Love it or hate it, found footage has made an indelible footprint on horror cinema. From blockbuster hits like The Blair Witch Project and Paranormal Activity to lesser known films like The McPherson Tape and The Last Broadcast, the subgenre has a fascinating history, and one that has touched some surprising corners of cinema.

In The Found Footage Phenomenon, directors Sarah Appleton and Phillip Escott seek to explore these corners and to shine a light on how found footage went from being a low budget method of filmmaking to one of the most widely used storytelling methods in horror (for a time, anyway).

The doc begins with some of the early predecessors to found footage (Michael Powell’s Peeping Tom, for one), and transitions into some of the more well known genre staples. Along the way, we hear from various filmmakers on why they might have chosen this method or point of view to get their story across, and some of the production histories of their projects. The film contains interviews and participation from Oren Peli (Paranormal Activity), Patrick Brice (Creep), Steven DeGennero (Found Footage 3D), Eduardo Sanchez (The Blair Witch Project), and André Øvredal (Trollhunter), among many others. It’s really interesting to hear from some of these artists - particularly the ones whose films were on the early end of found footage establishing itself as a legitimate tool for storytelling, and who, unbeknownst to them, would help make it the phenomenon that it came to be.

One of the best aspects of the film is the interview segments with Alexandra Heller-Nicholas. As a fantastic writer and film scholar (I highly recommend her book Found Footage Horror Films: Fear and the Appearance of Reality), she provides a layer of film history connecting the more personal experiences of the filmmakers themselves. She offers up cultural touchpoints that had an influence on where cinema pivoted (September 11th, the beginning of the Pandemic), as well as filling in contextual information on how some of these pieces fit into the greater cinematic canvas.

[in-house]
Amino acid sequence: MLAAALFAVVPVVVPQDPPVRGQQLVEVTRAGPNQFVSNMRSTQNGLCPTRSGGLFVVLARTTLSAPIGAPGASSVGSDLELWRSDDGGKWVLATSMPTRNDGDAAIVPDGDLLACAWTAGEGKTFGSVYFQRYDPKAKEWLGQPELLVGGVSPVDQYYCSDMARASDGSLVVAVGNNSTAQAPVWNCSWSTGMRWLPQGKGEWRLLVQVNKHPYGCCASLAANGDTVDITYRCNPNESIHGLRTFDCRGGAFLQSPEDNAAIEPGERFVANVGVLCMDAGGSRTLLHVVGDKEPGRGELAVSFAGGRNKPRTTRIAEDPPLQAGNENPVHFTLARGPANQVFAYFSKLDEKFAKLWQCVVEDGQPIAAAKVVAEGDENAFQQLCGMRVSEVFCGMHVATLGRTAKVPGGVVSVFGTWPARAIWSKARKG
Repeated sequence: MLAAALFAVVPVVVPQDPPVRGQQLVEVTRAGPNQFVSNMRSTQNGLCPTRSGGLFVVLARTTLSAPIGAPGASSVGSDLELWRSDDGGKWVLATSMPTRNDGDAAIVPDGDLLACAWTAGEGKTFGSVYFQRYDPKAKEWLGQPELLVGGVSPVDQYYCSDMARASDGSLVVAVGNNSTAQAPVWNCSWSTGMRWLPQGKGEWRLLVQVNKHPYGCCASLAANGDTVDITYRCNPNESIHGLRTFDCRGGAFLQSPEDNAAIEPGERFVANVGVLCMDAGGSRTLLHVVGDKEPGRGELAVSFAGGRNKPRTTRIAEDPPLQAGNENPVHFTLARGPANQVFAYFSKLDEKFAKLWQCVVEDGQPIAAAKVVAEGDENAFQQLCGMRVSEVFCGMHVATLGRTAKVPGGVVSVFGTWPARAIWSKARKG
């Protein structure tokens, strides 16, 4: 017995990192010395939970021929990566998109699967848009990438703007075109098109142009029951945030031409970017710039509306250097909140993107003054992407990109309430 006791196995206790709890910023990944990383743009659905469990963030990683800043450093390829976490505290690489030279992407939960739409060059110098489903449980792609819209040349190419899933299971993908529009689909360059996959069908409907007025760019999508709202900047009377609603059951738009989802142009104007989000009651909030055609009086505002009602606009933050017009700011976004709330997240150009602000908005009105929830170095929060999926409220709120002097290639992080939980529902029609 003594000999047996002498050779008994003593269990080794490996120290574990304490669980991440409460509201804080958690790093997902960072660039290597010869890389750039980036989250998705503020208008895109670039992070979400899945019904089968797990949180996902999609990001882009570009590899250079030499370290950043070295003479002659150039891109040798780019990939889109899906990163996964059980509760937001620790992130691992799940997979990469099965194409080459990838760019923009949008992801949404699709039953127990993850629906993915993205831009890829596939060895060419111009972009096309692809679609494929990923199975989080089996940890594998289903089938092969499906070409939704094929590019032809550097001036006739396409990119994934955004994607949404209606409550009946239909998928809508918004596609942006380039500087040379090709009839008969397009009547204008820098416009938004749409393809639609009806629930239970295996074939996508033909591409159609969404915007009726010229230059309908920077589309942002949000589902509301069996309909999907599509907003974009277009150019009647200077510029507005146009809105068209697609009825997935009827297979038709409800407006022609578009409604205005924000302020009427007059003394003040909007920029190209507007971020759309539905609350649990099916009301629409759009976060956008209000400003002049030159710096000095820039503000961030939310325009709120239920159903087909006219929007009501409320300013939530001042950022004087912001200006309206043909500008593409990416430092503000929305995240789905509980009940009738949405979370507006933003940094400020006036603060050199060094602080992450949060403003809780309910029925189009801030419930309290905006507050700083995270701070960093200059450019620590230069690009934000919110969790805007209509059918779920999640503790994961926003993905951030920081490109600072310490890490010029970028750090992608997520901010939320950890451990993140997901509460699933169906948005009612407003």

The film is a fascinating look at the subgenre, both in terms of the individual projects and as an examination of its cycles. I would have liked to see even more detail in this regard. It does a great job of following the various waves of the found footage films and the impact that technology had, but some of these films have fascinating production histories and post-release stories that I wish could have been discussed. Their lack of inclusion doesn’t necessarily make the film feel lesser, but the final project could have been a little more rich in detail if we hadn’t moved on to the next topic so quickly.

All in all, The Found Footage Phenomenon is an interesting look at a chapter of horror history. A must for found footage fans, but also an interesting watch, even if found footage isn’t your thing. It’s always interesting to examine just how a particular trend in filmmaking came to be and the overall effect that it has on the art and the industry in general, and found footage has a fascinating history.

Film Score: 4/5